Persistence of Anomaly
The creative journey of Srikanta Paul
"I would repeat my trust in the contingent, the inauthentic, the whim, the practical - as strategies for finding meaning. I would repeat my mistrust in the worth of Good Ideas and state a belief that somewhere between relying on pure chance on the one hand, and the execution of a programme on the other, lies the most uncertain but the most fertile ground for the work we do." - William Kentridge
The artistic genre of Srikanta Paul stems from an unflappable rootedness of cultural inherit that concomitantly embraces the broader concerns of a globalised world with the conscience of a vagrant spectator. Srikanta's expressionism reverberates with the philosophical connotations of the baul songs of native Bengal, weaving into it the historical-fantastical texture of mythological anecdotes; the crude realities of contemporary issues bordering on black satire. In his recent show titled Relevant/Irrelevant at Jehangir Art Gallery in Mumbai, Srikanta came up with a host of imageries distinctive in all their idiosyncratic renderings. Jai Bajrangbali presented to us the essence of this sensibility wherein the artist presents the iconic figure of Hanuman, a symbol of youthful vigor and blind loyalty. Embarking upon this as a reference point he ingeniously projects his Hanuman as a young gun-wielding military man replete in guerilla attire. Inhabiting the hostile world of fighter planes and grenade-bearing trees, this Hanuman, appears poised in his purposeful stance of duty. Sworn in allegiance by body and mind, he is a mere tool that facilitates a political endgame. With all his present day allusion Jai Bajrangbali epitomizes the socio-political concern of the artist. Interestingly, the works presented in Srikanta's Jehangir show were woodcuts printed on canvas painted over with acrylics and do not bear editions.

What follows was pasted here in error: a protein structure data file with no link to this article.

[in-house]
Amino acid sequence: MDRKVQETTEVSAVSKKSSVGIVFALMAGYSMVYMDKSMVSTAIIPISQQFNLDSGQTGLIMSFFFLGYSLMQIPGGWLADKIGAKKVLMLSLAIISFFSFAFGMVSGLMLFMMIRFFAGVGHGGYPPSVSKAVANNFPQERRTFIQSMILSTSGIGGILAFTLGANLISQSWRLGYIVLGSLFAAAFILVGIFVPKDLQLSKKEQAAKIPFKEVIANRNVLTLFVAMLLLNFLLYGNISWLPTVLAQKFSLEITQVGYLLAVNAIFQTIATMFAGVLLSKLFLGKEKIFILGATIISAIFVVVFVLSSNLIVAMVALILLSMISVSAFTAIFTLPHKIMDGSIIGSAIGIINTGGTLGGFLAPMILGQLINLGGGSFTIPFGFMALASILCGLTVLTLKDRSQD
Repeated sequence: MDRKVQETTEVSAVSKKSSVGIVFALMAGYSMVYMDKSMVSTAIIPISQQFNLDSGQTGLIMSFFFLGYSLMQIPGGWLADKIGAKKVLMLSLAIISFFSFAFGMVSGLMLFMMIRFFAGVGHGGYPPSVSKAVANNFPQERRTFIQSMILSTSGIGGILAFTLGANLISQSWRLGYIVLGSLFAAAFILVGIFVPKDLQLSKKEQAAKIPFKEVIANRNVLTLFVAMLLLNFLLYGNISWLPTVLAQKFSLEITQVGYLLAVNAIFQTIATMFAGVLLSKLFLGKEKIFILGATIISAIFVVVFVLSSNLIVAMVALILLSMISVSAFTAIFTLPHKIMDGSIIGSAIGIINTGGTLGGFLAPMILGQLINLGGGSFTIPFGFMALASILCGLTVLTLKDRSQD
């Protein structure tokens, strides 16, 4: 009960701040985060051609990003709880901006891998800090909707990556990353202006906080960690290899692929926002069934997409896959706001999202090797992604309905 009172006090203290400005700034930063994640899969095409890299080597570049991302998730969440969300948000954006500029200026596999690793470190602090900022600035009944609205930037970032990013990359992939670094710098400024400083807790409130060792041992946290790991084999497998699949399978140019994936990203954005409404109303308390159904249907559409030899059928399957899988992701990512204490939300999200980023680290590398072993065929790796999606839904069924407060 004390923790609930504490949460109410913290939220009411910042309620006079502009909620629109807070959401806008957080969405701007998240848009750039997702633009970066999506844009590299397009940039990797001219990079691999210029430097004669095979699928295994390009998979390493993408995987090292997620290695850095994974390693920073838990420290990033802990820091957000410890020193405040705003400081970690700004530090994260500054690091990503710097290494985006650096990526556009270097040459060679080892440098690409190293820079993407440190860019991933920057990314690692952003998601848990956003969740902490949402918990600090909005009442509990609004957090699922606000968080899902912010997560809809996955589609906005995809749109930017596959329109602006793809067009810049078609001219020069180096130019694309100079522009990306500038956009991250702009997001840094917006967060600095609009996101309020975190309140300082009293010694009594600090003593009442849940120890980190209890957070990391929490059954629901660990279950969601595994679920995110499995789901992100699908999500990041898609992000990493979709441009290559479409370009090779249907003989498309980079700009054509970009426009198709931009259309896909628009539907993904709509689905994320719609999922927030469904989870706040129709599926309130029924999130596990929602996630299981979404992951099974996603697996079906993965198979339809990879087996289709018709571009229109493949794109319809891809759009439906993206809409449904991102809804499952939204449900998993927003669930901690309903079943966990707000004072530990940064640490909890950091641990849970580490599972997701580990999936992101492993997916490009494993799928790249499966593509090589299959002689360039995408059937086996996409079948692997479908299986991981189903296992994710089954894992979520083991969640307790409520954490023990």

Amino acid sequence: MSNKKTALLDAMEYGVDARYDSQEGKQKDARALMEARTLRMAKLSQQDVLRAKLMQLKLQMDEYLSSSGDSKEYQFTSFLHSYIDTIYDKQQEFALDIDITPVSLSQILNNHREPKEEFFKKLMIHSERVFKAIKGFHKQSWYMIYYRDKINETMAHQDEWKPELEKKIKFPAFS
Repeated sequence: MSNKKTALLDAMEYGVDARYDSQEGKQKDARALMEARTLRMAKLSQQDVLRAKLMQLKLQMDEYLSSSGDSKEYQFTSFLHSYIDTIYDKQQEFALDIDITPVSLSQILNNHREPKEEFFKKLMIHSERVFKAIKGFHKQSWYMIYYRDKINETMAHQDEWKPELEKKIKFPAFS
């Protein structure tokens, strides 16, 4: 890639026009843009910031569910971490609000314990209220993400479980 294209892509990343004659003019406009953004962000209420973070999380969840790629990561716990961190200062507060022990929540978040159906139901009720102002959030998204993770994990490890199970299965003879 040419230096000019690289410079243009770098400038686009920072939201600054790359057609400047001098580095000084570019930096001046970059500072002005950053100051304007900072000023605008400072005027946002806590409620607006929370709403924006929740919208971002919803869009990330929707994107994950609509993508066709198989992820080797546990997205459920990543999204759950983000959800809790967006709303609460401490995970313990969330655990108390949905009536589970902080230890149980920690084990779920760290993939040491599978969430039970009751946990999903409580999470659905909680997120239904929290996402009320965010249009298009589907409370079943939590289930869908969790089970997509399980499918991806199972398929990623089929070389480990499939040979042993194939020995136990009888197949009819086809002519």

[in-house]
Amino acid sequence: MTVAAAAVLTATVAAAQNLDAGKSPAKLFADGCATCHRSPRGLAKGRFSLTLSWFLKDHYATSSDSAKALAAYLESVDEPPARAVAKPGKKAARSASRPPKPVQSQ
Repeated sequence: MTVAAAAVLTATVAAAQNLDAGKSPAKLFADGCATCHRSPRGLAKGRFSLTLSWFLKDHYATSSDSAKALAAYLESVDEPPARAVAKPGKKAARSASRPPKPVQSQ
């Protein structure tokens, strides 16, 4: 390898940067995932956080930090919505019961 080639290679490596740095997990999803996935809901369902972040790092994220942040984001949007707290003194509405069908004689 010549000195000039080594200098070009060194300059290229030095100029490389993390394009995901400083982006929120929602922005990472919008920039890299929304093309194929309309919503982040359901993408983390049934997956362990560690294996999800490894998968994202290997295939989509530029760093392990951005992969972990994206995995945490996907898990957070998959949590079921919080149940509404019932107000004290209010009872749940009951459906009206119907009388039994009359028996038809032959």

In conventional terms one would be at a loss to categorize his works either as paintings or prints and perhaps this is what the artist unassumingly desires to be free of defined classification. By breaking away from the comfort zone of acceptance he manages to prioritize instead the visual content of his imagery. For artists like Srikanta conventionality or compartmentalization of an art form within the bounded limit of manifestation creates strictures within the art practice that eventually override the primal focus of contextual profundity.